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Travel Tips
Visas:- Before departure, you can obtain a visa from your nearest Tanzanian Embassy. You can also get your visa on arrival at our major entry points such as: Dar es Salaam, Kilimanjaro and Zanzibar International Airports, Namanga, Tunduma, Holili, Taveta, Sirari and Horohoro. Chinese regulations stipulates that Chinese citizens must obtain their visa before departure.

Health:- Yellow fever vaccination is compulsory for entry into Tanzania mainland and Zanzibar. Visitors are advised to take anti-malaria tablets for beach holidays. Contact your doctor before departure for any special case. Personal insurance is advised. "Flying doctors" facilities are also available.

Tipping and Gratitudes:- As a custom, tipping is not compulsory but it is usually expected as a sign of appreciation of good service in lodges, bars and restaurants and permanent tented camps. Safari and trekking guides depend on tipping for a large part of their income, so it is recommended that you bring extra cash for tipping your guide at the end of your safari. A recommended tip average is USD $25 per day but it depends on how much you appriciated the service.

Wildlife viewing Tips:- Some of the best game viewing in all of Africa, can be found in Tanzania. In order to view the greatest amount and variety of wildlife, we provide highly skilled and knowledgeable guides that will tell you about their country, tribal cultures and wildlife behavior. They will also amaze you with their ability to spot animals that you will have trouble seeing with your binoculars. If you are patient and observe the interaction of the animals rather than rushing to check off the next animal on your list, you will have an extraordinary wildlife experience.

Our Tanzanian guides always put client safety first and on roads that are rough and bumpy, they do their best to avoid tire swallowing potholes. Main highways are paved but roads in the safari areas are dirt and usually the main park roads are only graded once a year. Most "travel days", involve less than 4 hours driving time between parks, with light aircraft flights used for longer stretches.

Accommodations:- Accommodations on safari are usually a combination of lodges and permanent or mobile tented camps. "In the bush", and miles from civilization, these luxury camp's and lodges are all unique and in amazing settings. Lodge rooms have complete bathroom amenities as do most permanent tented camps. Mobile camps, can have either private en-suite facilities or shared bathroom and shower tents. Unless you are in a major city, there will be no TV's or phones with outside lines. Electric lights, running on generators, are generally lit for a few hours in the early morning and from dark until 10 or 11 PM.

Food on Safari:- The food on safari is delicious and ranges from simple to gourmet. You can expect lots of fresh fruits and vegetables and wonderful homemade soups. Chicken, lamb, beef or pork are usually served at lunch and dinner as well fish and vegetarian dishes. Breakfast is buffet with lots of tropical fruits, hot and cold cereals, bacon, sausages, mushrooms, breads and pastries and eggs to order. Lunch can be either buffet or served at the table and always starts with soup (If you are off for wildlife viewing your guide will bring lunch box with you). Dinner is usually a 4 or 5 course sit-down affair, although there is no need to dress up. Often your safari guide will join you at meals as you recall your days events.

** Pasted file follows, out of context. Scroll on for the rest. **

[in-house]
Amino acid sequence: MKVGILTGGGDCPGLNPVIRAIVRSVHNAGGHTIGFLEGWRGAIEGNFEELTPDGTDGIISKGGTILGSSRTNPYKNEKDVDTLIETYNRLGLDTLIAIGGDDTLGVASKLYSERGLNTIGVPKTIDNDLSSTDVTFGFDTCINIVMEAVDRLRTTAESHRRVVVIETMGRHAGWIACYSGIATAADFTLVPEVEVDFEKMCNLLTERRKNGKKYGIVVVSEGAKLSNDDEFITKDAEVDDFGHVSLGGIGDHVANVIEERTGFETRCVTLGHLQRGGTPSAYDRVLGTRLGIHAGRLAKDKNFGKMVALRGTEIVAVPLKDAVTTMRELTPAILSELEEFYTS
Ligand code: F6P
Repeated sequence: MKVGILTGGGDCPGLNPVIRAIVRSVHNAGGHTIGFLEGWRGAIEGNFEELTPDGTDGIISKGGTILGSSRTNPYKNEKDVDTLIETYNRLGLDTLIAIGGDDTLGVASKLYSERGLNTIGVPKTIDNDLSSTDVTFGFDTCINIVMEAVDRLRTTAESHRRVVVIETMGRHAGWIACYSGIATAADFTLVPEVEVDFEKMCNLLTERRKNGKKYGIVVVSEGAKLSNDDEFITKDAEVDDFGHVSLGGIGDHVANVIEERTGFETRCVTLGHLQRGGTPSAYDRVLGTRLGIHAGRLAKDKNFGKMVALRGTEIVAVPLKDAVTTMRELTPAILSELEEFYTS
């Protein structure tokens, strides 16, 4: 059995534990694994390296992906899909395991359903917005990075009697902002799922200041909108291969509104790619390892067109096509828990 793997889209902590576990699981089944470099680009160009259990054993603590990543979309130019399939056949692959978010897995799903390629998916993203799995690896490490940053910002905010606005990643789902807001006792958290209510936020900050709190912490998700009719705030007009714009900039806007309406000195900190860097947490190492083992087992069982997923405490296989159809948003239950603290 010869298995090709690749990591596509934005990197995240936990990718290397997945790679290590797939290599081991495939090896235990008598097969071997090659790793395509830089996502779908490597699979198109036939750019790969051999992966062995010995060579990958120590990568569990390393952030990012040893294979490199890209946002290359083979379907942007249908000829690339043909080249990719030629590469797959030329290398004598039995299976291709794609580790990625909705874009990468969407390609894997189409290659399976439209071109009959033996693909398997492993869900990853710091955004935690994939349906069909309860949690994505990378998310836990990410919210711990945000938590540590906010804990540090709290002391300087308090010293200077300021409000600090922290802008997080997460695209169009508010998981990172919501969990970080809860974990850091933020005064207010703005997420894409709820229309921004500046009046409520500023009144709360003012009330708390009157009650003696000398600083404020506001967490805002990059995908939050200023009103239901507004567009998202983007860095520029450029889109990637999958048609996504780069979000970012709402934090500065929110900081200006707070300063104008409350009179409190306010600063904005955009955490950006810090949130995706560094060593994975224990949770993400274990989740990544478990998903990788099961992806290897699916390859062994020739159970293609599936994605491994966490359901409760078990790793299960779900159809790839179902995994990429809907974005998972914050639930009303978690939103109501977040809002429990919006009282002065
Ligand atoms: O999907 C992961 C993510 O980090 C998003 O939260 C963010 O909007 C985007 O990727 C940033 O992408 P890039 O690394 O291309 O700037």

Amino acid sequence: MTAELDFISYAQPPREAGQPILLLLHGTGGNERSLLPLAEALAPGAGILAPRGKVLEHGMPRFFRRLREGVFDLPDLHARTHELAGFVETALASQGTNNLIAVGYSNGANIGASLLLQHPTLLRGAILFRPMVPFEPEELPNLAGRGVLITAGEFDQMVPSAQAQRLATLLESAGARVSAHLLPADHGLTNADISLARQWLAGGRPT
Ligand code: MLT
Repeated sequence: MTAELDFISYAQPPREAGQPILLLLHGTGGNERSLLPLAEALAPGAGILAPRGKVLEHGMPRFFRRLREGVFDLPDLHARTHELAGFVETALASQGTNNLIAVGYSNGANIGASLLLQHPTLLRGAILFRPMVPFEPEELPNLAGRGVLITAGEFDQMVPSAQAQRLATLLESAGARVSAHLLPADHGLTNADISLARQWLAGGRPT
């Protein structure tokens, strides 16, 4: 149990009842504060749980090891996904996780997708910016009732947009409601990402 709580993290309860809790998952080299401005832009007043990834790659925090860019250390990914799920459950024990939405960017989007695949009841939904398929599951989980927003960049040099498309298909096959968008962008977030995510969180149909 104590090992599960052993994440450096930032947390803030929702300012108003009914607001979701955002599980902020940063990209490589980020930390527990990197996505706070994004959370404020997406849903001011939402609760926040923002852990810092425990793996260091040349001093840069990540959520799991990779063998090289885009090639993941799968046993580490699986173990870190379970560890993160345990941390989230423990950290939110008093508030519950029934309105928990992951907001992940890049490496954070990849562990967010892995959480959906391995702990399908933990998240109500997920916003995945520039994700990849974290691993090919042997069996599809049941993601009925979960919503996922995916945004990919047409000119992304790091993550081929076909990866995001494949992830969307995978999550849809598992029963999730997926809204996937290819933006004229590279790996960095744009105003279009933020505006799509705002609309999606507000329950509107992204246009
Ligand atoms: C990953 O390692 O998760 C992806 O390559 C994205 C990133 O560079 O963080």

Climate in Tanzania:- Northern Tanzania enjoys one of the world's most pleasant climates year round. With an elevation of 5000 ft. in Arusha and even higher atop the plateau of the Great Rift Valley. The daytime temperatures are normally between 22 - 27 Celcius in the northern Tanzania. Southern and coastal Tanzania tend to get much warmer, and can be very humid depending on the season ( Normally between 25- 30 C ). There are two rainy seasons but the sun shines throughout the year. Travel can sometimes be difficult during the long rainy season of April and May, but the short rains of November and December are fine for traveling, with short showers usually in the late evening.

The best time to go:- The better times for a safari to Tanzania, are any months but April and early May, during the "big rains", access to some parts of National parks can be difficult. If you want to see the "great migration", then November through March and June through July is excellent. This is when the herds are in the Serengeti. By August they have usually moved up into Kenya's Maasai Mara, coming back down in early November. Patterns will fluctuate in most parks depending on the season and where the "food" is. For example in the dry season during July - October, large concentrations of up over 6,000 elephants, and a variety of other animals, migrate to Tarangire National Park to the banks of the Tarangire River.

Soft and Alcooholic Beverages:- Diet sodas are seldom available in Tanzania. Wine, beer, extra bottled water, sodas and alcoholic beverages are available at all camps and lodges and are usually not included in the trip price. Beer and sodas are inexpensive but premium spirits can be pricey so you may want to bring your favorite with you.